Janet VanBebber Blog
Looking back at the AQHA convention.
By Janet VanBebber | March 12, 2018
Recently we completed a great AQHA convention in Jacksonville, Florida.
The Hyatt Regency provided a lovely venue with views overlooking the St. John River. There was lots of discussion on issues that are important to us. If you were among those in attendance, thank you for coming. If you weren’t, I wish you had been there. Know that everyone’s voice is important, and the best way to have an impact on our industry is to participate in these meetings.
Being in Jacksonville prompted me to remember my first convention in 1988 in San Diego. I was a guest of the connections of that year’s champion aged stallion, New Years Special. Despite being 30 years ago, I remember it well. I enjoyed sitting at the same table of J.E. Jumonville Jr. and his lovely wife, Bunny. Dripping in southern charm, Ms. Bunny bragged on her senator husband for the lovely gift he bestowed on her for her birthday. That gift, to my delight, was that he planted her a garden. Or, as she put it, a “gawden”… rolling off her tongue, each drawn out syllable seemed to drip in honey.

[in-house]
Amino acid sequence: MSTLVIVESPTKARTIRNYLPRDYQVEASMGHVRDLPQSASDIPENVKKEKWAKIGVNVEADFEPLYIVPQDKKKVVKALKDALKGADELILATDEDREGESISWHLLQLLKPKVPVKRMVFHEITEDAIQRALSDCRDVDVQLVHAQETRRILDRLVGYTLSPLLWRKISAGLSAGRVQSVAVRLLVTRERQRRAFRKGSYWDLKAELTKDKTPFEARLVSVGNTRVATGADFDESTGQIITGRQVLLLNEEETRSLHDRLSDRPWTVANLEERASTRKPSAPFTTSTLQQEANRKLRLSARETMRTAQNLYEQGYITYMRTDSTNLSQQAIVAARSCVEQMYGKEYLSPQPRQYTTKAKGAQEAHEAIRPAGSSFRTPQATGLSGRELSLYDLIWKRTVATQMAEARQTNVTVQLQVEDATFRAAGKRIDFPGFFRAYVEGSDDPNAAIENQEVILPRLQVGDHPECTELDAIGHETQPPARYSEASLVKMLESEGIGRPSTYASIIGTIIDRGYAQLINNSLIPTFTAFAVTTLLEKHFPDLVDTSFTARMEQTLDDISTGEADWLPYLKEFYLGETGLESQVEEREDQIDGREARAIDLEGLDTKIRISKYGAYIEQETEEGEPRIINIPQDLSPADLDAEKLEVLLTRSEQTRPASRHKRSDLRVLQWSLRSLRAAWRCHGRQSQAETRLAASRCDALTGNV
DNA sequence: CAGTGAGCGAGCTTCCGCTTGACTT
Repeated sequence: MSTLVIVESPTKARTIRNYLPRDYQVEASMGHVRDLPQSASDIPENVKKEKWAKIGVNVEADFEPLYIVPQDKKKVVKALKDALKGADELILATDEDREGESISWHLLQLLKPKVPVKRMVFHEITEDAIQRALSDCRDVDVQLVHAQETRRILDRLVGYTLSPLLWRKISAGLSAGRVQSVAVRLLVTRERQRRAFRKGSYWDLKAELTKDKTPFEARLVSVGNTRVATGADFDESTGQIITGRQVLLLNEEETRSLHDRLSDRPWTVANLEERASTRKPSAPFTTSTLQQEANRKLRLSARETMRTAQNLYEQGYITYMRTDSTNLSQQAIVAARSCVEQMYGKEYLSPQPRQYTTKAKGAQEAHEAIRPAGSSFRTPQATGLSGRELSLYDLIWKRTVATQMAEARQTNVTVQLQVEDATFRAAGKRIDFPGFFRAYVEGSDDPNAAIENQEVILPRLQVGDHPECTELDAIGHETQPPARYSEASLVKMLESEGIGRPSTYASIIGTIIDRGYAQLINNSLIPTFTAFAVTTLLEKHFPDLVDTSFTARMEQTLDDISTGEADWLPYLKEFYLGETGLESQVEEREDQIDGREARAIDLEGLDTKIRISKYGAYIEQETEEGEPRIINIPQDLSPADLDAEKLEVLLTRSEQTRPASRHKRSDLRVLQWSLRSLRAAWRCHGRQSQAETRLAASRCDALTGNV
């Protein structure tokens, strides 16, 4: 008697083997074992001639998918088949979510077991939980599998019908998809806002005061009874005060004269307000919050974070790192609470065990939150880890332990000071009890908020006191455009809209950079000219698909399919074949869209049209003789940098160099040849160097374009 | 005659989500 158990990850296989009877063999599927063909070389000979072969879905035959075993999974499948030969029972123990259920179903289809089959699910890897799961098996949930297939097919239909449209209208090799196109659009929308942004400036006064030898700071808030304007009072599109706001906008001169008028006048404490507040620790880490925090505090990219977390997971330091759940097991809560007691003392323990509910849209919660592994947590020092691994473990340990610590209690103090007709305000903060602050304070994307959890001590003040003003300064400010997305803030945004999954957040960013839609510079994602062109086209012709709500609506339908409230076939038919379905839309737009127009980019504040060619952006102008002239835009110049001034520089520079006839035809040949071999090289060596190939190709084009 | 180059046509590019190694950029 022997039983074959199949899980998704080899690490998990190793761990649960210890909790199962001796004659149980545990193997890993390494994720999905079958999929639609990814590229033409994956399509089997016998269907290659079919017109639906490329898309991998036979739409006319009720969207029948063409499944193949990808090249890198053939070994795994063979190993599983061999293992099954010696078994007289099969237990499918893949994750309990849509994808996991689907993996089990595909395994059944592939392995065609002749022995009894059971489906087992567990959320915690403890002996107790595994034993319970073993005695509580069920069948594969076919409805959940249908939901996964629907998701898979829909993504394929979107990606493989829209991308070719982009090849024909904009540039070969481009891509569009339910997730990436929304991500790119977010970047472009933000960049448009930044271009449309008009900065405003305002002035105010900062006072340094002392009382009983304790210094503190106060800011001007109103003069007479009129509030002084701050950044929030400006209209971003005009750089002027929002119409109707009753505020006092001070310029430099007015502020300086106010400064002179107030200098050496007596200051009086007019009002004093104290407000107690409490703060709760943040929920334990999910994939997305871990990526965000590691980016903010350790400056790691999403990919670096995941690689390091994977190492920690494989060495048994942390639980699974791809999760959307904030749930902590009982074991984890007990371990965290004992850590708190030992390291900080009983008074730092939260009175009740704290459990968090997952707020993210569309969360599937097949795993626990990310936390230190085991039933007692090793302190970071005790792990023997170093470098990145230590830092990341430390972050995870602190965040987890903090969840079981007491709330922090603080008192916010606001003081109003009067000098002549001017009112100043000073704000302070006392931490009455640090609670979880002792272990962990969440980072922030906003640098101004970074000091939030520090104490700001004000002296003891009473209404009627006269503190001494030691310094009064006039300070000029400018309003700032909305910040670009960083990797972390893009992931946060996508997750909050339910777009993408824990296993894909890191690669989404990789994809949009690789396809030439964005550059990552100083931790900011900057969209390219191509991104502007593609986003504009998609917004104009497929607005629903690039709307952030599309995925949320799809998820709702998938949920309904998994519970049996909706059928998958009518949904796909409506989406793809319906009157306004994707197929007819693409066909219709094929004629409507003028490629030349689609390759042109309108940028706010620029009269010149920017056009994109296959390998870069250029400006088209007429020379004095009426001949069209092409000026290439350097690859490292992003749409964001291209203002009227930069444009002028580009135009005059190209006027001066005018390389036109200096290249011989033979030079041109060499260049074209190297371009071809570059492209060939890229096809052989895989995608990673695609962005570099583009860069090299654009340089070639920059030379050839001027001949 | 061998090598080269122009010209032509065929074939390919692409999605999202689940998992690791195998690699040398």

This was an era when a walk down the backside at Los Alamitos would find tarps hung sporting the initials of Blane Schvaneveldt, Charley Bloomquist, Russell Harris, Denny Ekins, Dan Francisco, and so many more. I was in love with the racehorse business, and sitting at that San Diego gathering with the Quarter Horse elite, I was in my element.
Fast forward three decades. When I started this blog, I was sitting in an airport waiting to be joined by AQHA Past President Dr. Glenn Blodgett. The two of us travelled to Gulfstream Park where we took our seats at the board of directors meeting for the Racetrack Medication and Testing Consortium. What an honor it is for me to serve with this distinguished man. Yes, all these years later, I’m still in love with Quarter Horse racing. It’s because of this love that I hope and pray that I serve the membership well in my capacity as AQHA chief racing officer.
So, armed with my love for the industry, I embarked on the 2018 AQHA Convention to participate in meetings, assert my opinion when appropriate, facilitate constructive dialogue between opposing points of view, and ultimately serve at the will of the leadership. While our agendas were more elaborate – official details will be forthcoming – there were two main items I’d like to address in this personal blog.
First: Challenge reform. Based on events that have happened this year, we know that the Bank of America Racing Challenge has overpaid purses in recent years, and reform is needed to maintain the viability of the program. We’ve done a survey to give the membership an opportunity to express its desire for the shape such reform might take. The survey revealed that the membership wants to maintain the same format that the program has had since its inception 25 years ago. The AQHA Racing Committee supported the members’ wishes, and voted to do so.